Joan Clarke, the cryptanalyst war-heroine, and the women of Bletchley Park (you never heard of)
Joan Clarke Murray codebreaker at Bletchley Park during World War II, became deputy head of Hut 8 in 1944. Code breaking was almost exclusively done by men during the war. Clarke was paid less than the men and felt that she was prevented from progressing further because of her gender. She was a English cryptanalyst and numismatist ~
Mathematician Margaret Rock joined Bletchley Park on 15 April 1940 and was selected to work in Dillwyn (Dilly) Knox’s Research Section, a small team tasked with breaking untried ‘Enigma machine variations’ and later the German Abwehr Enigmas. Margaret received an MBE for her services to the country in 1945.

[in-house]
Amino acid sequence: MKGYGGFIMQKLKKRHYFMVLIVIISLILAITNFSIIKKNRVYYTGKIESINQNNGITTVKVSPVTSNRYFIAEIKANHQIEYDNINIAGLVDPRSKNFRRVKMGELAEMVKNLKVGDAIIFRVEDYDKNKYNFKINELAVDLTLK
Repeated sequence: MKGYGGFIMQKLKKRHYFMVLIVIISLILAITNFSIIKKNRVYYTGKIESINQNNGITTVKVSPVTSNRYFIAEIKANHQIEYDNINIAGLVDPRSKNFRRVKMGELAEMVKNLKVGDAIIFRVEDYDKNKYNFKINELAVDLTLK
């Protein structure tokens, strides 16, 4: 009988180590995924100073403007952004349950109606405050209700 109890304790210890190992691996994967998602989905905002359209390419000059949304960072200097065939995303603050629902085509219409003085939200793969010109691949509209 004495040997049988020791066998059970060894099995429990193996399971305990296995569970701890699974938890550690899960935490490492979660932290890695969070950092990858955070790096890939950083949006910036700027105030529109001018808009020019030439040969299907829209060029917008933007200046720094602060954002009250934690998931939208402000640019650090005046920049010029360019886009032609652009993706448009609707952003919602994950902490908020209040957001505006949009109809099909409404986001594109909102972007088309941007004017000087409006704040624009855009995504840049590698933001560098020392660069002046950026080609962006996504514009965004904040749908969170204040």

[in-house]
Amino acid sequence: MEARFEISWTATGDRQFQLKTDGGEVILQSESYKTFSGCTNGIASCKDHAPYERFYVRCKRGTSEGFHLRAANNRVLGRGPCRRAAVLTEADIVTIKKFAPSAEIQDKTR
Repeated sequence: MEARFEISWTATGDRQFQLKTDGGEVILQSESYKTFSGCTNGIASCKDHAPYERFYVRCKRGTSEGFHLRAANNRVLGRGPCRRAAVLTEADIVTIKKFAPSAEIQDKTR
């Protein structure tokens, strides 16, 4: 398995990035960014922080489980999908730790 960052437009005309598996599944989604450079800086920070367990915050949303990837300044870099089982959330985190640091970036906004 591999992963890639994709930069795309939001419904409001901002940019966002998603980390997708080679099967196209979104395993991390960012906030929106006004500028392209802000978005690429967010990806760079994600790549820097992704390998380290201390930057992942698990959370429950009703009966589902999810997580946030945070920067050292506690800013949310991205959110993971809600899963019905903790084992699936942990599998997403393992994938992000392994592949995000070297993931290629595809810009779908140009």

Alan Turing, British mathematician (1912-1954), altered the course of the 20th C. His 1936 paper laid the foundation of computer science, providing the first formal concept of a computer algorithm. In WWII he designed the machines that cracked German military codes. In the late 1940's he turned his attention to artificial intelligence and proposed a challenge, now called the Turing test, still important today. His contribution to mathematical biology was no less profound.
Gordon Brown: I'm proud to say sorry to a real war hero
Alan Turing was a quite brilliant mathematician, most famous for his work on breaking the German Enigma codes. It is no exaggeration to say that, without his outstanding contribution, the history of the Second World War could have been very different. He truly was one of those individuals we can point to whose unique contribution helped to turn the tide of war.
WW2 codebreakers - the final secret - Telegraph. Rare photo emerges of female code breakers who worked in secret using world's first electronic computer to crack Hitler's messages during WWII. Mrs Chorley, here, and her fellow codebreakers (above) at Bletchley Park in the photograph taken in 1945